TLP: At the White House, Polling Till It Hurts
The White House press office is learning a lesson in attitude. Spokesman Robert Gibbs (and do we think he has had about enough?) dissed reporters who were asking him about President Obama's standing in recent polls.
The pissy performance only did what it usually does for reporters: made them keep digging. And what they found was something delicious enough to give the administration a spanking.
The Huffington Post:
During his daily press briefing on July 13, White House Press Secretary Robert Gibbs was peppered with questions about why the president's popularity numbers are in decline and his policy positions are so difficult to sell.Maybe if they keep spending money on polls, they'll be able to buy one that says what they want.
ABC News's Jake Tapper sought reaction to the network's newest poll showing that 51 percent of respondents would rather have Republicans running Congress. CNN's Ed Henry wanted to know why, in that same poll, "six in 10 Americans have little or no faith in the President to make the right decisions." CBS's Chip Reid then pointed to his own network's poll showing that only 13 percent of respondents thought the president's economic programs had affected them personally.
Exasperated, Gibbs deployed a classic rejoinder: mocking the polling-obsessed media culture.
"You know, in all honesty, Chip, there isn't a website in the world that doesn't have a new poll every day," the press secretary replied. "And if you spent a lot of time sitting around worrying about polls rather than worrying about the people that you're trying to help, I'm sure you'd get discouraged. But we're way too busy to sit around looking at polls."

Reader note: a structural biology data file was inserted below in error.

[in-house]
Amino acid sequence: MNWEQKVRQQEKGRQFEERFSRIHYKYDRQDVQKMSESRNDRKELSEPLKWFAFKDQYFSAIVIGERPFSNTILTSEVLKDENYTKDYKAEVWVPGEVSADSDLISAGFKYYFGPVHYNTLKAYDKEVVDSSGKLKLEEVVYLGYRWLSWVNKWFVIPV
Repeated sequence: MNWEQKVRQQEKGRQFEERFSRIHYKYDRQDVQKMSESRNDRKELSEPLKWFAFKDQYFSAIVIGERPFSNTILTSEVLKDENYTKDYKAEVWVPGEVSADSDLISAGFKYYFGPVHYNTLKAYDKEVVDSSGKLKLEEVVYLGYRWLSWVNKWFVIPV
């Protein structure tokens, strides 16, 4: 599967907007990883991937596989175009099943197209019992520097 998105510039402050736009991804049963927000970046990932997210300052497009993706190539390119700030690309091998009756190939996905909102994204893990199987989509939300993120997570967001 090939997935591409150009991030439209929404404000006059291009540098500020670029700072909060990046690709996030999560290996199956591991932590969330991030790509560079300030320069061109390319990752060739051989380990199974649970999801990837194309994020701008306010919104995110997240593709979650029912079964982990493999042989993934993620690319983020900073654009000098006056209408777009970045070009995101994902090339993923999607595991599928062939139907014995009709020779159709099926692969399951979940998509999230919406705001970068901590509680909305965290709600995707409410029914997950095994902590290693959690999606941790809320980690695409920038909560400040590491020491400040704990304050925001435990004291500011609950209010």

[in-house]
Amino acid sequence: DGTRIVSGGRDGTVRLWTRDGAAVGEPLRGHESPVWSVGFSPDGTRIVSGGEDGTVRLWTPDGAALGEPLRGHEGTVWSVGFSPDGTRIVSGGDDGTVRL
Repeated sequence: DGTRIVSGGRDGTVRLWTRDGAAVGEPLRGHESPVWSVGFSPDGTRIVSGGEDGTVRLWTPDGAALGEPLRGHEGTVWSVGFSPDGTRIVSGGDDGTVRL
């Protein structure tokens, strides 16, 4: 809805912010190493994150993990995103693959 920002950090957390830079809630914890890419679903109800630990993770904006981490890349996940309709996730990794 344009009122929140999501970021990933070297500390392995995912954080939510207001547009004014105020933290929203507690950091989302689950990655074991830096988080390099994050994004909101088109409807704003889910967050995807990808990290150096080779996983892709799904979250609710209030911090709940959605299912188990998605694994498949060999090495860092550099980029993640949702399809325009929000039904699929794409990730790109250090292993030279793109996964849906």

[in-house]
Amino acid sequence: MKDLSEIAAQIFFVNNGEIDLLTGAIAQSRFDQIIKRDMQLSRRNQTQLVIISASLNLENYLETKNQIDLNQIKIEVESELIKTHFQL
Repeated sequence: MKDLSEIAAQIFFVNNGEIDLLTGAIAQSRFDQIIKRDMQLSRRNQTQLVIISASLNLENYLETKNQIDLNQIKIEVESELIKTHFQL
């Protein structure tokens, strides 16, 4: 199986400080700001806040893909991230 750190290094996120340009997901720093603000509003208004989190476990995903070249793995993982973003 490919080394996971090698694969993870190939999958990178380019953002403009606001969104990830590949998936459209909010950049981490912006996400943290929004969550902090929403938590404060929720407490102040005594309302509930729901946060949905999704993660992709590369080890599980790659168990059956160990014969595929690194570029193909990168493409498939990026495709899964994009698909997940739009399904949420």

Too busy to look at polls? Perhaps. But not too poor to pay for them. While Gibbs routinely chides members of the press for obsessing about the day-to-day temperamental swings of the American public, behind the scenes the White House has poured plenty of money into conducting its own public opinion polls. Through June 9, 2010, the administration, via the Democratic National Committee, has spent at least $4.45 million on the services of seven different pollsters, according to records compiled by the Center for Responsive Politics. (The Huffington Post looked into only those expenditures that totaled more than $5,000.)
That total represents only 18 months into the administration. During the first 24 months of the Bush administration, the Republican National Committee spent $3.1 million on polling according to a 2003 study done by Brookings. During the 2005-2006 years of the Bush administration, the RNC spent just north of $1.23 million on "surveys," "focus groups," and "polling," according to an analysis of Center for Responsive Politics data (they spent millions, instead, on telemarketing services). So far this cycle, the RNC has spent slightly more than $1 million on those same activities. (The Huffington Post did not examine data from the 2008 cycle because spending totals were affected by the presidential election.)